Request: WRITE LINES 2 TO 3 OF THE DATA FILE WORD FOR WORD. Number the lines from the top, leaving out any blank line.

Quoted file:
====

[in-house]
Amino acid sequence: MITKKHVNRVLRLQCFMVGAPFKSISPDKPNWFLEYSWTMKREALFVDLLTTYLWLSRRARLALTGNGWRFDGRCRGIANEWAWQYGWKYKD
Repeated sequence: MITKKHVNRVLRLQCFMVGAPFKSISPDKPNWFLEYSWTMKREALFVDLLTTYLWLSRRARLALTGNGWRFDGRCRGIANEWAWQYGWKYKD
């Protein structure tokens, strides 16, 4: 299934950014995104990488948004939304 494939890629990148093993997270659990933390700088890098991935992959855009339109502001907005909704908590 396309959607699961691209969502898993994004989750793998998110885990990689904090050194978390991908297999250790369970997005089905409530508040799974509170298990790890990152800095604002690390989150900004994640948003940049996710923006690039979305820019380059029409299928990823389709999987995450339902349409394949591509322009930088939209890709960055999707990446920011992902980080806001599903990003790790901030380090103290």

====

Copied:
Amino acid sequence: MITKKHVNRVLRLQCFMVGAPFKSISPDKPNWFLEYSWTMKREALFVDLLTTYLWLSRRARLALTGNGWRFDGRCRGIANEWAWQYGWKYKD
Repeated sequence: MITKKHVNRVLRLQCFMVGAPFKSISPDKPNWFLEYSWTMKREALFVDLLTTYLWLSRRARLALTGNGWRFDGRCRGIANEWAWQYGWKYKD